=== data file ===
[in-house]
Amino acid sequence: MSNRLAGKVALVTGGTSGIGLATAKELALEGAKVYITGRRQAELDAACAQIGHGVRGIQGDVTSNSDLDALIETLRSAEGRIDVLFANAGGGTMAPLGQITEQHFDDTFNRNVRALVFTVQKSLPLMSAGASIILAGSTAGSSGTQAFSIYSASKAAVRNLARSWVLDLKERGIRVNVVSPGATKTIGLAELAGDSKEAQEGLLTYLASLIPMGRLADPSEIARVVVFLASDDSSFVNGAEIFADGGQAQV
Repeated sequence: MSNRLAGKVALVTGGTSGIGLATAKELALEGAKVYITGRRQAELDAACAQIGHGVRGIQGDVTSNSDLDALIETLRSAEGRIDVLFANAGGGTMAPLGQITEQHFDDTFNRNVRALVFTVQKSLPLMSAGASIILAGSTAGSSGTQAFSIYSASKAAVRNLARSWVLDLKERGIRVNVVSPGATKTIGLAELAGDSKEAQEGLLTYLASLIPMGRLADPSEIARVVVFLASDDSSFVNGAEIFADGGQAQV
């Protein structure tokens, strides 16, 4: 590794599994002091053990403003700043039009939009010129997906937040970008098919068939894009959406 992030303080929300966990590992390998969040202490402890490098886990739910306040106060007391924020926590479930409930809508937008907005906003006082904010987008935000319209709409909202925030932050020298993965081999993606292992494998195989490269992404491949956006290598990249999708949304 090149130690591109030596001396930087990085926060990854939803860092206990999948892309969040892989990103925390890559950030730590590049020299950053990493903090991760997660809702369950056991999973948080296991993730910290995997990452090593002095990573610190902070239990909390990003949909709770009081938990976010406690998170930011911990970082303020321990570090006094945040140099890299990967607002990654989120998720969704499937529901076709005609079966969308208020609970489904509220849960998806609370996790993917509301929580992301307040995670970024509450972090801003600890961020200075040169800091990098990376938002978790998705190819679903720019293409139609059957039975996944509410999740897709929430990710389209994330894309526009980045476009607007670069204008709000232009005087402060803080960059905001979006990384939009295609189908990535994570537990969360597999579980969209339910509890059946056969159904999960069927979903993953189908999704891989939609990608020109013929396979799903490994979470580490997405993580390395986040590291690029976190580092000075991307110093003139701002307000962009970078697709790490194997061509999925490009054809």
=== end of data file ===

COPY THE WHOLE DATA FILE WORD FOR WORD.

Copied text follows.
[in-house]
Amino acid sequence: MSNRLAGKVALVTGGTSGIGLATAKELALEGAKVYITGRRQAELDAACAQIGHGVRGIQGDVTSNSDLDALIETLRSAEGRIDVLFANAGGGTMAPLGQITEQHFDDTFNRNVRALVFTVQKSLPLMSAGASIILAGSTAGSSGTQAFSIYSASKAAVRNLARSWVLDLKERGIRVNVVSPGATKTIGLAELAGDSKEAQEGLLTYLASLIPMGRLADPSEIARVVVFLASDDSSFVNGAEIFADGGQAQV
Repeated sequence: MSNRLAGKVALVTGGTSGIGLATAKELALEGAKVYITGRRQAELDAACAQIGHGVRGIQGDVTSNSDLDALIETLRSAEGRIDVLFANAGGGTMAPLGQITEQHFDDTFNRNVRALVFTVQKSLPLMSAGASIILAGSTAGSSGTQAFSIYSASKAAVRNLARSWVLDLKERGIRVNVVSPGATKTIGLAELAGDSKEAQEGLLTYLASLIPMGRLADPSEIARVVVFLASDDSSFVNGAEIFADGGQAQV
């Protein structure tokens, strides 16, 4: 590794599994002091053990403003700043039009939009010129997906937040970008098919068939894009959406 992030303080929300966990590992390998969040202490402890490098886990739910306040106060007391924020926590479930409930809508937008907005906003006082904010987008935000319209709409909202925030932050020298993965081999993606292992494998195989490269992404491949956006290598990249999708949304 090149130690591109030596001396930087990085926060990854939803860092206990999948892309969040892989990103925390890559950030730590590049020299950053990493903090991760997660809702369950056991999973948080296991993730910290995997990452090593002095990573610190902070239990909390990003949909709770009081938990976010406690998170930011911990970082303020321990570090006094945040140099890299990967607002990654989120998720969704499937529901076709005609079966969308208020609970489904509220849960998806609370996790993917509301929580992301307040995670970024509450972090801003600890961020200075040169800091990098990376938002978790998705190819679903720019293409139609059957039975996944509410999740897709929430990710389209994330894309526009980045476009607007670069204008709000232009005087402060803080960059905001979006990384939009295609189908990535994570537990969360597999579980969209339910509890059946056969159904999960069927979903993953189908999704891989939609990608020109013929396979799903490994979470580490997405993580390395986040590291690029976190580092000075991307110093003139701002307000962009970078697709790490194997061509999925490009054809």